Reflections from the Birthplace of Flight

“Why spend the day talking about trust?” asks Walter Rice, a senior U.S. District Court judge in Dayton, Ohio. “Because nothing less than the future viability of this community – economically, socially, and politically is at stake.”

I’ve just spent thirty-six hours consulting with a remarkable group of leaders in this Midwestern city who have sustained a Hope in the Cities dialogue on race relations for a decade. More than 3000 people have taken part.

Judge Rice, who is European American, and Judge Adele Riley, who is African American, are the co-chairs of the Dayton Dialogue on Race Relations. Their team includes the president/CEO of United Way, senior staff from two universities and a community college, business people, pastors, and community organizers.

My colleague Cricket White and I led a workshop to explore the role of trust in tackling key community issues. The sheriff, representatives of the housing and transport authorities, and health care providers were among the participants. The exchanges were frank but there was much careful listening.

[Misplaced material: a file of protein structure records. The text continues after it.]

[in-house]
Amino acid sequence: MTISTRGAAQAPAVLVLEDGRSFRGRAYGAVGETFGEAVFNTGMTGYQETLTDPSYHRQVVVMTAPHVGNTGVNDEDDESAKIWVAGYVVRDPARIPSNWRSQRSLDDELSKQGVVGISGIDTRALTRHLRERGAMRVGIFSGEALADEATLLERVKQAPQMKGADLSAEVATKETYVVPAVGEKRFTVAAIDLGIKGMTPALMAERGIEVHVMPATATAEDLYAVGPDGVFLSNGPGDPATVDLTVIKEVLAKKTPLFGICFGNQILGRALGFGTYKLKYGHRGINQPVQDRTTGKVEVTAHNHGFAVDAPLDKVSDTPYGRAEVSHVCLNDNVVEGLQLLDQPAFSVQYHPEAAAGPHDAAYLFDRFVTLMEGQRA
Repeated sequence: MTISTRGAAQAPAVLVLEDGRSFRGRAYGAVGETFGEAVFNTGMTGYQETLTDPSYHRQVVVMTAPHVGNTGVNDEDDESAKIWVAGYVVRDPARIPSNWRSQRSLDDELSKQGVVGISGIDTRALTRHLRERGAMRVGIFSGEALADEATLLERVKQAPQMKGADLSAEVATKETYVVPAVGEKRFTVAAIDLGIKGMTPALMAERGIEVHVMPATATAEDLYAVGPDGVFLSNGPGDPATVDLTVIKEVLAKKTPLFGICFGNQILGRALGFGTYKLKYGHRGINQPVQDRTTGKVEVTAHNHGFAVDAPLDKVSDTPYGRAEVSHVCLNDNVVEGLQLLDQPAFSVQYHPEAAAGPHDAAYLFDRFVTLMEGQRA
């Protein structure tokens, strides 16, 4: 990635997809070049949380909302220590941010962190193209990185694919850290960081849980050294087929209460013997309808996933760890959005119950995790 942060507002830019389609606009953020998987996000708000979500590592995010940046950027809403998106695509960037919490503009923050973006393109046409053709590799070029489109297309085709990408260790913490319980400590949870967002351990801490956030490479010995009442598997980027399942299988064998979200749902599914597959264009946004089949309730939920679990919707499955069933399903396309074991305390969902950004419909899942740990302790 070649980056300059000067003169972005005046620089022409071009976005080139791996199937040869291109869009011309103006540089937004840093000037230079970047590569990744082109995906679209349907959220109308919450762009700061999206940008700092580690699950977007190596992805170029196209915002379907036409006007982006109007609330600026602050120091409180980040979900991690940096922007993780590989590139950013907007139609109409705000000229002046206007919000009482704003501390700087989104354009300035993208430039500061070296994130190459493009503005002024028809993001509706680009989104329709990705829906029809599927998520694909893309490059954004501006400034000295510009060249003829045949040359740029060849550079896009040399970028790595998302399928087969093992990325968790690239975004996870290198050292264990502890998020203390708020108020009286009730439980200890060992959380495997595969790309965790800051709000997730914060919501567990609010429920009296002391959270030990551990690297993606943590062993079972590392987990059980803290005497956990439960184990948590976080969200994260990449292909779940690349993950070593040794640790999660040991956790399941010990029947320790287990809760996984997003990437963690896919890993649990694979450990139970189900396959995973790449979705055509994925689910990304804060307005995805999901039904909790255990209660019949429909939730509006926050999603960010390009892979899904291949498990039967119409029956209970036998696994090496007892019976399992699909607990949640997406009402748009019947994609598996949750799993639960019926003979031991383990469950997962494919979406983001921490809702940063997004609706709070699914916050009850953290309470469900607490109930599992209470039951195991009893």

Particularly revealing was a historical time line which identified events and public policy decisions since 1970 that have helped to build or to undermine trust.

Dayton, home to the Wright brothers, the pioneers of flight, has long been a birthplace of inventions: the parachute, cash register, movie projector, and microfiche to name but a few.  But in recent years it has seen a dramatic loss of its industrial base and a declining population. It is also deeply divided by race. In 1975, Dr. Charles Glatt, a school desegregation expert, was gunned down at the federal courthouse while working on a desegregation plan for the city’s schools.

Like many U.S. cities, Dayton is experiencing daunting challenges in the face of greatly reduced revenues. “We are a community with about thirty different government structures, little jurisdictions fighting over a finite number of jobs,” says Rice. “What we need is a community-wide dialogue on the best form of government for the twenty-first century, otherwise the marketplace will make the decisions for us. But we can’t begin to discuss this unless there is an element of trust.”

Rice and his colleagues are planning the next steps, including the use of a dialogue curriculum on race, economics, and jurisdiction developed by Hope in the Cities.  But what struck me most about Rice and his colleagues was the evident bonds of friendship and commitment that have sustained this diverse leadership group over many years. There is affection as well as honesty. I came away with the distinct feeling that this courageous and persistent team might come up with an approach to regional challenges that could be a model for other cities.